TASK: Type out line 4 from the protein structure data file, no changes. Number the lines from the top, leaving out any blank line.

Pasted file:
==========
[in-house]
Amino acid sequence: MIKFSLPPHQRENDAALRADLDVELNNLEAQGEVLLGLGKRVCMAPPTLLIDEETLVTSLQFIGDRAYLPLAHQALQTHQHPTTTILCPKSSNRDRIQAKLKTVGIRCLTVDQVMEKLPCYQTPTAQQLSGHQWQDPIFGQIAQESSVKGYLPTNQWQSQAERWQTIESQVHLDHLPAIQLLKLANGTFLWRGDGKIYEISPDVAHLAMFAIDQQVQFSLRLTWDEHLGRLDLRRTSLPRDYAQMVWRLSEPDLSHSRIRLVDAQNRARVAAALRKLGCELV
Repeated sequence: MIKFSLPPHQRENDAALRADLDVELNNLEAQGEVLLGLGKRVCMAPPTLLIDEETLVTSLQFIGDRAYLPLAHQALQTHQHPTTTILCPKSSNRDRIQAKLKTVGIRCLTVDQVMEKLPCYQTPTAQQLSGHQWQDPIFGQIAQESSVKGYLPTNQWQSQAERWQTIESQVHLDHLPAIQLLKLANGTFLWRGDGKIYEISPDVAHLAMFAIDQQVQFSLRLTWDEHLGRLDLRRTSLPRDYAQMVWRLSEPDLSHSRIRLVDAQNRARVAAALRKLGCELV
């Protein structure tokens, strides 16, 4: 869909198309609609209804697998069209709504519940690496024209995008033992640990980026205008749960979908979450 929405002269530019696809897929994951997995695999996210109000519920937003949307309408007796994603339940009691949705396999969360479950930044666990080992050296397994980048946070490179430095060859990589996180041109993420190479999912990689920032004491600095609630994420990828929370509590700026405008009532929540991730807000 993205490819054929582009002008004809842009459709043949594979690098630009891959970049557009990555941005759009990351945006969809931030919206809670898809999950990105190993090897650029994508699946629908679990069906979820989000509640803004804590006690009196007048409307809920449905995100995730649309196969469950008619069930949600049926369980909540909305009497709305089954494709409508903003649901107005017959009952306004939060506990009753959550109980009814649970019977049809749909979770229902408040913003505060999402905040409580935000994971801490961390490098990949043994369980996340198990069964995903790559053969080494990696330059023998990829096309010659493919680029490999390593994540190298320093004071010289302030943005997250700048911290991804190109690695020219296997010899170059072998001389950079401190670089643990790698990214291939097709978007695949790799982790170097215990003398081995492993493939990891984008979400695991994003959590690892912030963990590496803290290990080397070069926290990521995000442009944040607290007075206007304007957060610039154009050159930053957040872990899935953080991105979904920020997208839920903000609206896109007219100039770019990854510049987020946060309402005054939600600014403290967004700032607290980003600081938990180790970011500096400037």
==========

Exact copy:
């Protein structure tokens, strides 16, 4: 869909198309609609209804697998069209709504519940690496024209995008033992640990980026205008749960979908979450 929405002269530019696809897929994951997995695999996210109000519920937003949307309408007796994603339940009691949705396999969360479950930044666990080992050296397994980048946070490179430095060859990589996180041109993420190479999912990689920032004491600095609630994420990828929370509590700026405008009532929540991730807000 993205490819054929582009002008004809842009459709043949594979690098630009891959970049557009990555941005759009990351945006969809931030919206809670898809999950990105190993090897650029994508699946629908679990069906979820989000509640803004804590006690009196007048409307809920449905995100995730649309196969469950008619069930949600049926369980909540909305009497709305089954494709409508903003649901107005017959009952306004939060506990009753959550109980009814649970019977049809749909979770229902408040913003505060999402905040409580935000994971801490961390490098990949043994369980996340198990069964995903790559053969080494990696330059023998990829096309010659493919680029490999390593994540190298320093004071010289302030943005997250700048911290991804190109690695020219296997010899170059072998001389950079401190670089643990790698990214291939097709978007695949790799982790170097215990003398081995492993493939990891984008979400695991994003959590690892912030963990590496803290290990080397070069926290990521995000442009944040607290007075206007304007957060610039154009050159930053957040872990899935953080991105979904920020997208839920903000609206896109007219100039770019990854510049987020946060309402005054939600600014403290967004700032607290980003600081938990180790970011500096400037």